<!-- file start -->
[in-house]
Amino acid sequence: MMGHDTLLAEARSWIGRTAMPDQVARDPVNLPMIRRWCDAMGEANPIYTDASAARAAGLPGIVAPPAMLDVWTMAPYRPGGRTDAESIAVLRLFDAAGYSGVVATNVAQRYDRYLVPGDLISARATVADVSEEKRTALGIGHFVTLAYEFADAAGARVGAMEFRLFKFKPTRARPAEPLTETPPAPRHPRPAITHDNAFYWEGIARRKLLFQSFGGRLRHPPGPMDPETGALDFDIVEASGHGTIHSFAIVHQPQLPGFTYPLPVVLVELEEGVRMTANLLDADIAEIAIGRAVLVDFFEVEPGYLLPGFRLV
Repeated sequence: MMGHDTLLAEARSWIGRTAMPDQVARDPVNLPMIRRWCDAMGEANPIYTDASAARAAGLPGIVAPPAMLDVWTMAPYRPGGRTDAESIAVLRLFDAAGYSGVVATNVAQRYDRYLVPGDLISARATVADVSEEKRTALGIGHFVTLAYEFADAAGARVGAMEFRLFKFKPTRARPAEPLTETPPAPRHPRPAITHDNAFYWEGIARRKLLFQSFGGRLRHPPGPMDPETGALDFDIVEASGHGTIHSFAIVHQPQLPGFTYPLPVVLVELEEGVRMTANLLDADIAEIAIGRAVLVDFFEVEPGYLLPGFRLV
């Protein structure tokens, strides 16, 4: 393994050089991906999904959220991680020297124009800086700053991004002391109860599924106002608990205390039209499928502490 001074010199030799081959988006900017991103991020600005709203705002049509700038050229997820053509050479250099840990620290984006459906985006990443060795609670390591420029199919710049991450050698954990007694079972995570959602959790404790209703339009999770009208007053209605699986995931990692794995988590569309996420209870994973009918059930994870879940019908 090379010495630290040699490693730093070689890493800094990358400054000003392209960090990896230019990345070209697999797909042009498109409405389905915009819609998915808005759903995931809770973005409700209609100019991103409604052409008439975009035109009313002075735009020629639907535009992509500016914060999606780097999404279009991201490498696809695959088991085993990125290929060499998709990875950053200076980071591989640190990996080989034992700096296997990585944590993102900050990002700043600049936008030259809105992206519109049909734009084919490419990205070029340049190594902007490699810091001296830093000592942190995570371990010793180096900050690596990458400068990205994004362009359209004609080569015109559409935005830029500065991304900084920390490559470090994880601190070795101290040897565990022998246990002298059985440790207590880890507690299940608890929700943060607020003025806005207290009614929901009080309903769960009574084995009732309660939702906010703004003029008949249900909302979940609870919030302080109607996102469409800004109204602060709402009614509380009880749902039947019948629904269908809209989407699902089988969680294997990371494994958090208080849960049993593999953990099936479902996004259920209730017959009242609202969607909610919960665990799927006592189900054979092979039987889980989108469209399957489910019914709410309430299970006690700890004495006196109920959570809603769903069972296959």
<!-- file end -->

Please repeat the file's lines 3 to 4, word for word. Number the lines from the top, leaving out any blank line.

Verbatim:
Repeated sequence: MMGHDTLLAEARSWIGRTAMPDQVARDPVNLPMIRRWCDAMGEANPIYTDASAARAAGLPGIVAPPAMLDVWTMAPYRPGGRTDAESIAVLRLFDAAGYSGVVATNVAQRYDRYLVPGDLISARATVADVSEEKRTALGIGHFVTLAYEFADAAGARVGAMEFRLFKFKPTRARPAEPLTETPPAPRHPRPAITHDNAFYWEGIARRKLLFQSFGGRLRHPPGPMDPETGALDFDIVEASGHGTIHSFAIVHQPQLPGFTYPLPVVLVELEEGVRMTANLLDADIAEIAIGRAVLVDFFEVEPGYLLPGFRLV
């Protein structure tokens, strides 16, 4: 393994050089991906999904959220991680020297124009800086700053991004002391109860599924106002608990205390039209499928502490 001074010199030799081959988006900017991103991020600005709203705002049509700038050229997820053509050479250099840990620290984006459906985006990443060795609670390591420029199919710049991450050698954990007694079972995570959602959790404790209703339009999770009208007053209605699986995931990692794995988590569309996420209870994973009918059930994870879940019908 090379010495630290040699490693730093070689890493800094990358400054000003392209960090990896230019990345070209697999797909042009498109409405389905915009819609998915808005759903995931809770973005409700209609100019991103409604052409008439975009035109009313002075735009020629639907535009992509500016914060999606780097999404279009991201490498696809695959088991085993990125290929060499998709990875950053200076980071591989640190990996080989034992700096296997990585944590993102900050990002700043600049936008030259809105992206519109049909734009084919490419990205070029340049190594902007490699810091001296830093000592942190995570371990010793180096900050690596990458400068990205994004362009359209004609080569015109559409935005830029500065991304900084920390490559470090994880601190070795101290040897565990022998246990002298059985440790207590880890507690299940608890929700943060607020003025806005207290009614929901009080309903769960009574084995009732309660939702906010703004003029008949249900909302979940609870919030302080109607996102469409800004109204602060709402009614509380009880749902039947019948629904269908809209989407699902089988969680294997990371494994958090208080849960049993593999953990099936479902996004259920209730017959009242609202969607909610919960665990799927006592189900054979092979039987889980989108469209399957489910019914709410309430299970006690700890004495006196109920959570809603769903069972296959």